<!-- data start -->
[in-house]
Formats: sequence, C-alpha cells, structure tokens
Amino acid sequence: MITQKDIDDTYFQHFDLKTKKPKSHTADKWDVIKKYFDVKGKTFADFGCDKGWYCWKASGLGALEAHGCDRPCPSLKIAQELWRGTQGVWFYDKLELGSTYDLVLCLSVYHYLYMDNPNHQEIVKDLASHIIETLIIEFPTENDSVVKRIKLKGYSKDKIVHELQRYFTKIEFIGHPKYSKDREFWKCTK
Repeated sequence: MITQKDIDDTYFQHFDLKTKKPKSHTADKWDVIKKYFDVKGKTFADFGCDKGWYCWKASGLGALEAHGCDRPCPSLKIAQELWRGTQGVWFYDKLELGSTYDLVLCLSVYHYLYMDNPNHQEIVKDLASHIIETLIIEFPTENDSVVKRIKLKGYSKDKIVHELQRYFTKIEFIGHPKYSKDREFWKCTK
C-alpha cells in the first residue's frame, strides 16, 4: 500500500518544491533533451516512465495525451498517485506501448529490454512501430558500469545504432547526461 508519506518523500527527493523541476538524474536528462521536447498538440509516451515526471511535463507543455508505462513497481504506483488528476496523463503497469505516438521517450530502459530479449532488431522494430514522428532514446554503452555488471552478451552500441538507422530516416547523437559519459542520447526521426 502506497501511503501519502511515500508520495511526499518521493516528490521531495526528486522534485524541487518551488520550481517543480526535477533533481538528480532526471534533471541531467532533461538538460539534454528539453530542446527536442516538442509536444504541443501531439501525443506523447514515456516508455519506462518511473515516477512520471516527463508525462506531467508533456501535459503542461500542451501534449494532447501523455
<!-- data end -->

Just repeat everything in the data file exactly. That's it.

[in-house]
Formats: sequence, C-alpha cells, structure tokens
Amino acid sequence: MITQKDIDDTYFQHFDLKTKKPKSHTADKWDVIKKYFDVKGKTFADFGCDKGWYCWKASGLGALEAHGCDRPCPSLKIAQELWRGTQGVWFYDKLELGSTYDLVLCLSVYHYLYMDNPNHQEIVKDLASHIIETLIIEFPTENDSVVKRIKLKGYSKDKIVHELQRYFTKIEFIGHPKYSKDREFWKCTK
Repeated sequence: MITQKDIDDTYFQHFDLKTKKPKSHTADKWDVIKKYFDVKGKTFADFGCDKGWYCWKASGLGALEAHGCDRPCPSLKIAQELWRGTQGVWFYDKLELGSTYDLVLCLSVYHYLYMDNPNHQEIVKDLASHIIETLIIEFPTENDSVVKRIKLKGYSKDKIVHELQRYFTKIEFIGHPKYSKDREFWKCTK
C-alpha cells in the first residue's frame, strides 16, 4: 500500500518544491533533451516512465495525451498517485506501448529490454512501430558500469545504432547526461 508519506518523500527527493523541476538524474536528462521536447498538440509516451515526471511535463507543455508505462513497481504506483488528476496523463503497469505516438521517450530502459530479449532488431522494430514522428532514446554503452555488471552478451552500441538507422530516416547523437559519459542520447526521426 502506497501511503501519502511515500508520495511526499518521493516528490521531495526528486522534485524541487518551488520550481517543480526535477533533481538528480532526471534533471541531467532533461538538460539534454528539453530542446527536442516538442509536444504541443501531439501525443506523447514515456516508455519506462518511473515516477512520471516527463508525462506531467508533456501535459503542461500542451501534449494532447501523455